Uncovering a Message Thread Between Hackers Targeting Israeli Citizens

Mor David
Published in
5 min readJun 6, 2023


It is a known fact that civilians often fall prey to SMS phishing scams. Hackers try to take advantage of unsuspecting people, especially during the busy holiday season when message volumes grow significantly.

My investigation got underway when someone posted a fake text message from an anonymous sender on a Facebook cybersecurity group. I knew I had the proper training to uncover malicious actors, so I decided to follow this lead and see where it took me.

The Facebook post revealed a screenshot of the phishing attack, which directed the recipient to a payment request for a supposed DHL shipment from Israel. I decided to investigate further, in hopes of shutting this campaign down before recipients who were less security savvy than the one who posted this warning would fall for it.

The Investigation

After taking a moment to check the link to the Hacker’s website, I exposed a directory listing that led me to a Webshell file. A Webshell file is a malicious script that allows the user to perform remote code execution, read files, etc. Hackers often use them as an entry point to compromise web servers and launch additional attacks.

By using the Webshell, I was able to reveal the source code of the campaign and figure out where the sensitive information was about to be sent. I also found that the attacker was storing IDs, full names, and credit card information in a telegram bot.

By using bot token, I could read what people had sent to the Telegram bot.

But this was not all I found. After digging a little deeper I discovered that JSON data contained a message thread between the actors responsible for this phishing attack (pictured above). Each message contained the First name, Last name, Username, Language and Epoch time of a specific user. The word “kanka,” which appears throughout the communication chain, actually refers to “best friend” in Turkish.

After looking at the final messages in the thread, I was able to discern that the attackers were not done and that they may be planning more phishing attacks in both Dubai and Israel.

Offensive security specialists can learn a lot from internal communication between malicious actors. Some examples include phone numbers that appear owned, and credit card details — such as the ones pictured below which were found in this specific chain.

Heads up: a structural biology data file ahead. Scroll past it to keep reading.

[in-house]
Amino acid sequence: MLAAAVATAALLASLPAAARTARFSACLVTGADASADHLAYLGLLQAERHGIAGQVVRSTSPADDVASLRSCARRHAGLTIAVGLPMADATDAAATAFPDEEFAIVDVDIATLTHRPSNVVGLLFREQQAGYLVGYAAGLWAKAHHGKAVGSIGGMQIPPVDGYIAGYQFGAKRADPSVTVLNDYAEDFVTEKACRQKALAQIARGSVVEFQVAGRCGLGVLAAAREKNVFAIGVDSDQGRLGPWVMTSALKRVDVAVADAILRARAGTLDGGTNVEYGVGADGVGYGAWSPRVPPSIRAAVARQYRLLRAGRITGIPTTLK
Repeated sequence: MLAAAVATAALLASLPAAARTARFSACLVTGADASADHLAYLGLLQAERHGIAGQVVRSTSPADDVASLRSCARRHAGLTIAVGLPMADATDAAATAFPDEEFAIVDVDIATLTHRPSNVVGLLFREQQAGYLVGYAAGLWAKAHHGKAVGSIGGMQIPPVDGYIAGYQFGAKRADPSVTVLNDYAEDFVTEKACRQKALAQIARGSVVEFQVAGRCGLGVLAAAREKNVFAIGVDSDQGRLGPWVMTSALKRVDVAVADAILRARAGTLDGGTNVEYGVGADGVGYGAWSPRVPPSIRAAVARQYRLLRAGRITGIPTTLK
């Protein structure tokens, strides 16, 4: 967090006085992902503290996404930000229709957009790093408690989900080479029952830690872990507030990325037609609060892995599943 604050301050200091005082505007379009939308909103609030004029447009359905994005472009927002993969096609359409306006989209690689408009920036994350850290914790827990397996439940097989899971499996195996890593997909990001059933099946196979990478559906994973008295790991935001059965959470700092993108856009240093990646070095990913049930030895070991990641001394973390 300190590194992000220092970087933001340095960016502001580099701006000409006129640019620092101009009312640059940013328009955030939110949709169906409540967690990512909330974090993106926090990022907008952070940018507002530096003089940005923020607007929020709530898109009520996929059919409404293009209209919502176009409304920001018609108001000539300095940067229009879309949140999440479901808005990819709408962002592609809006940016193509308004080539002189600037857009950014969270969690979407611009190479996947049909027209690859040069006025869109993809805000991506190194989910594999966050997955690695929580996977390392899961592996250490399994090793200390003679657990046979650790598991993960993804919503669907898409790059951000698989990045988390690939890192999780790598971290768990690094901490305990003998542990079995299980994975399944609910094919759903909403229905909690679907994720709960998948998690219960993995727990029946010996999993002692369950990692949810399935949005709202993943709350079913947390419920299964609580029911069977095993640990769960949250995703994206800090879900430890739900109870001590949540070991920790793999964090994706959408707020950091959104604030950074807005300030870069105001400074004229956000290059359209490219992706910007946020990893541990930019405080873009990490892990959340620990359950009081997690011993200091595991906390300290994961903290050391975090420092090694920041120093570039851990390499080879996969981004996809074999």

The Findings

Attackers usually run multiple phishing campaigns simultaneously. Unaware that offensive teams can read their communication, they message each other revealing useful information to offensive security specialists.

In order to continue tracking the attackers’ communication automatically, I wrote a mini-script using Python that continuously checks for updates from the Telegram Bot. It retrieves updates by making a GET request to the API endpoint and stores the response in a JSON format. Here it is:

import time
import json
import requests
while 1==1:
r = requests.get(telegram_domain + telegram_bot + "/getUpdates")
logs = json.loads(r.text)

for line in logs["result"]:
line = str(line)

f = open(outfilename, "r")

if line not in f.read():
z = open(outfilename, "a")

except :


A couple of days after the message was posted to Facebook, I noticed that the attackers sent a list of Australian phone numbers and a phishing kit from DHL Australia. I was surprised to see that this kit included a new telegram bot and email address.

It wasn’t long before the attackers sent a new HTML file which looked like it was a phishing campaign targeting Norwegian citizens and email addresses.


To combat SMS and email phishing, I collected as much information as possible about the attack. I then forwarded this information to relevant organizations, including law enforcement agencies to help them combat future attacks of this kind.

By collecting and sharing information about phishing attempts, offensive security specialists and organizations can work together to reduce attacks and minimize their impact.

Preventative Measures

As a general rule, be vigilant and always double-check the authenticity of text messages before taking any action.

Start by exercising caution if the source of the SMS is suspicious. Keep in mind that messages are not always from the entities they claim to be from. If you are unsure of the source, do not to click on any links in the message. Rather, open the application or official website of the organization and search the information — such as the shipping number, access code etc. that you were given upon purchase — if there are any outstanding payments it will show up there! This way, you can be sure that you’re interacting with a real entity and not being scammed.

Also keep in mind that if the message you received is valid and not a phishing attempt, it will likely appear as a notification or pop-up on your screen when you enter the official website or application. This is another way to assess the credibility of the SMS you received.


All the events and investigations described in this piece date back to 2021. The suggestions, methodology, and tactics presented here, however, are up-to-date.

Mor David joined CYE as a Cyber Security Expert and Red Teamer. With more than 4 years of experience, Mor specializes in internal and external assessments, writing code and is an experienced Bug Bounty Hunter.



Mor David
Writer for

I currently work as a Cyber Security Expert and Red Teamer for CYE where I use my skills and experience gained over the course of 4 years in the field.